More health centers in 2018 offered translation and interpretation for patients who needed it compared to 2013. These services have been linked to improved access to primary care and better quality.7 There was a modest, though not statistically significant, increase in the share of health centers that reported their patients who don’t speak English usually or often have access to bilingual staff and a significant increase in access to phone-based interpretation. The percentage of health centers that said more than a quarter of their patients were served in a language other than English increased significantly between 2013 and 2018, indicating a shift in patient populations as well.

Health centers have expanded their use of technologies to improve care. First, significantly more health centers now report they can use their patient medical record system to easily generate lists of patients who are due or overdue for tests or preventive care, allowing them to identify and reach out to these patients. There was also a significant increase between 2013 and 2018 in the rate at which health centers usually or often send patients reminder notices for check-ups and a doubling of the percentage of centers that allow patients to request refills for prescriptions online.

The proportion of health centers using an electronic health record (EHR) also grew, and 99 percent now use one. This growth has likely been driven by incentives included in the Health Information Technology for Economic and Clinical Health (HITECH) Act of 2009. However, health centers continue to report challenges in using their EHR system, most notably a decrease in staff productivity and the annual cost of maintaining or updating their EHR system (data not shown).

Health centers have increasingly worked to adapt or adopt innovative models of care that link payment to performance, with the goal of improving health care quality and cutting costs. Health centers in 2018 were significantly more likely than in 2013 to report being able to receive financial incentives for achieving high patient satisfaction ratings or for meeting clinical care targets. Health centers also significantly increased their affiliation with accountable care organizations over time.

There has also been a significant increase in health centers that are patient-centered medical homes, with the large majority achieving recognition for providing coordinated, comprehensive, and evidence-based primary care.8 The Bureau of Primary Health Care, the federal agency that oversees health centers, made medical home transformation a priority starting in 2011, providing grants to support and monitor health centers’ medical home recognition.

Health centers, like all primary care practices, continue to face staffing challenges.9 Between 2013 and 2018, the number of budgeted but unfilled positions at health centers grew by at least 10 percent for every type of provider except nurse practitioners and physician assistants. Growing staff shortages may reflect the struggle health centers face to meet the growing demand for services, particularly as patient populations nearly doubled in the past 10 years.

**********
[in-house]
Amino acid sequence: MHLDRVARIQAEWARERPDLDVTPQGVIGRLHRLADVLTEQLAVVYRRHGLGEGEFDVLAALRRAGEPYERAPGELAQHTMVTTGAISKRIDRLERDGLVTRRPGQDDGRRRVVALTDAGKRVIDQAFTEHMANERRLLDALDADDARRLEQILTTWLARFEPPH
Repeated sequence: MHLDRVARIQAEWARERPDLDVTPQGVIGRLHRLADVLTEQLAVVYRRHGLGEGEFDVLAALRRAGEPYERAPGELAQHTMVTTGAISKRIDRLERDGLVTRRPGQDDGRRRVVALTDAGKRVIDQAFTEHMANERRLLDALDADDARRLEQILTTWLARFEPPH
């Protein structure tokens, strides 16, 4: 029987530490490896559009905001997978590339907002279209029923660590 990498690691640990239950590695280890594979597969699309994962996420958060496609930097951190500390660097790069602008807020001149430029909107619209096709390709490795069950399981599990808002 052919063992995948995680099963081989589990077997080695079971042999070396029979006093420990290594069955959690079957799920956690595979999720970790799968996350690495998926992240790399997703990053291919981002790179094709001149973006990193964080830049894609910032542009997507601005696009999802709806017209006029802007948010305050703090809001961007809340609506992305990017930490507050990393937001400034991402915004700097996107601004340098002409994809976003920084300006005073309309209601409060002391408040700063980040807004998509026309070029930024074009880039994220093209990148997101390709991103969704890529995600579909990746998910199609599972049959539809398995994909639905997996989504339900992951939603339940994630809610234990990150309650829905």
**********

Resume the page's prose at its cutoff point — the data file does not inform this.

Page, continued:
In our 2013 survey, we asked health centers what challenges they anticipated over the next year, particularly in anticipation of Medicaid expansion, which was expected to take effect in 2014. At that time, respondents indicated that the most significant problems they anticipated were physician shortages, decreased Medicaid reimbursement rates, and shortages of nurse practitioners and physician assistants (data not shown). While the survey did not ask an identical question in 2018, it did ask about expected challenges over the next two years. Health centers’ top concerns were increased competition with retail clinics and providing more uncompensated care. Like in 2013, health centers in 2018 anticipated issues related to staffing — including shortages in primary care physicians and greater staff turnover — as well as finances, with nearly a third anticipating decreased Medicaid funding. But unlike in 2013, these concerns did not top the list.

Conclusion and Policy Implications

Community health centers made many improvements to patient care between 2013 and 2018. Compared to five years prior, more health centers reported they are taking steps to improve access to appointments; leveraging technology to ensure patients receive timely, needed medical care; and entering arrangements with insurers where they have the opportunity to be paid based on quality of care. Although these findings don’t tell us how health centers have managed to make these improvements, the ACA’s changes to the health care system, like insurance expansion and increased federal funding, could have played a role.

However, health centers continue to face challenges. Despite substantial federal investment in the health center workforce, centers reported many unfilled positions and anticipated that staffing shortages and turnover will only increase over the next couple of years. The shortage of primary care and mental health providers is a nationwide issue, but it may be felt more acutely by health centers that need to compete with private practices and retail clinics.

Many health centers also anticipate an increase in uncompensated care and a decrease in Medicaid funding over the next two years, perhaps because of new policies that roll back Medicaid coverage, such as work requirements. These predicted shifts are particularly concerning, since health centers face other financial uncertainties. Federal funding, which represents 18 percent of total health center revenue, could be eliminated if Congress fails to renew it by September 2019.10 This financial uncertainty could exacerbate current problems, like recruitment and retention, if health care professionals are leery of joining a center that might lose one-fifth of its funding and cut costs through layoffs. Similarly, ongoing financial instability could halt or even reverse health center improvements and stifle innovation. While bills in Congress to extend health center funding have been introduced, none have passed.11